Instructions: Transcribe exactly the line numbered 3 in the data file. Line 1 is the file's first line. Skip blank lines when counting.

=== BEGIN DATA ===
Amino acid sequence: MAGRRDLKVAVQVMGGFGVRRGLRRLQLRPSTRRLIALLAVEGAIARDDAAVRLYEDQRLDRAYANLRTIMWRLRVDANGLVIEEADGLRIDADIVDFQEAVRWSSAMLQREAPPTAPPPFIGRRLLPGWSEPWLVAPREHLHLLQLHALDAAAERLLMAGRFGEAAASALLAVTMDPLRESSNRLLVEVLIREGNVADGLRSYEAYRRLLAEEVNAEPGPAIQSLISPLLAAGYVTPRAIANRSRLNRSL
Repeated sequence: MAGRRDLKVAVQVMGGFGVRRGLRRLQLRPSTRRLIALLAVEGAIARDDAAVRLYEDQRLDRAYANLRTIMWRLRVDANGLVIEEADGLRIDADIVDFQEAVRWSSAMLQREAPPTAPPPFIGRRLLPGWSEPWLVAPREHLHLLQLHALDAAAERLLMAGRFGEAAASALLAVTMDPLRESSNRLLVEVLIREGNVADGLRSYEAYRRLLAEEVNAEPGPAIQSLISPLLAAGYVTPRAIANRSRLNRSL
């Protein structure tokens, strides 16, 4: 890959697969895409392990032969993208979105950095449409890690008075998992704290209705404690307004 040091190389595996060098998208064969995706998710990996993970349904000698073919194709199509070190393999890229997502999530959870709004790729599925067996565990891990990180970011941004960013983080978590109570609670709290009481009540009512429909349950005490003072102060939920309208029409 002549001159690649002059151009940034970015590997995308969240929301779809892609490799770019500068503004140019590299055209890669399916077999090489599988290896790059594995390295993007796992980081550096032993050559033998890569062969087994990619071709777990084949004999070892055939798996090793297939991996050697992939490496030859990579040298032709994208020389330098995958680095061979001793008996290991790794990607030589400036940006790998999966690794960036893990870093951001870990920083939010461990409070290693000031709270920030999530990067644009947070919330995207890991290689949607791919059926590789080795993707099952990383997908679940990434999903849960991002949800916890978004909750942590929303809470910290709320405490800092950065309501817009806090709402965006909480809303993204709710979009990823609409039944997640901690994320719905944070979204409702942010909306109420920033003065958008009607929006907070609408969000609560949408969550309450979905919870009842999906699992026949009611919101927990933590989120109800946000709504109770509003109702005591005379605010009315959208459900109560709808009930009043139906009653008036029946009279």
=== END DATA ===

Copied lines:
């Protein structure tokens, strides 16, 4: 890959697969895409392990032969993208979105950095449409890690008075998992704290209705404690307004 040091190389595996060098998208064969995706998710990996993970349904000698073919194709199509070190393999890229997502999530959870709004790729599925067996565990891990990180970011941004960013983080978590109570609670709290009481009540009512429909349950005490003072102060939920309208029409 002549001159690649002059151009940034970015590997995308969240929301779809892609490799770019500068503004140019590299055209890669399916077999090489599988290896790059594995390295993007796992980081550096032993050559033998890569062969087994990619071709777990084949004999070892055939798996090793297939991996050697992939490496030859990579040298032709994208020389330098995958680095061979001793008996290991790794990607030589400036940006790998999966690794960036893990870093951001870990920083939010461990409070290693000031709270920030999530990067644009947070919330995207890991290689949607791919059926590789080795993707099952990383997908679940990434999903849960991002949800916890978004909750942590929303809470910290709320405490800092950065309501817009806090709402965006909480809303993204709710979009990823609409039944997640901690994320719905944070979204409702942010909306109420920033003065958008009607929006907070609408969000609560949408969550309450979905919870009842999906699992026949009611919101927990933590989120109800946000709504109770509003109702005591005379605010009315959208459900109560709808009930009043139906009653008036029946009279």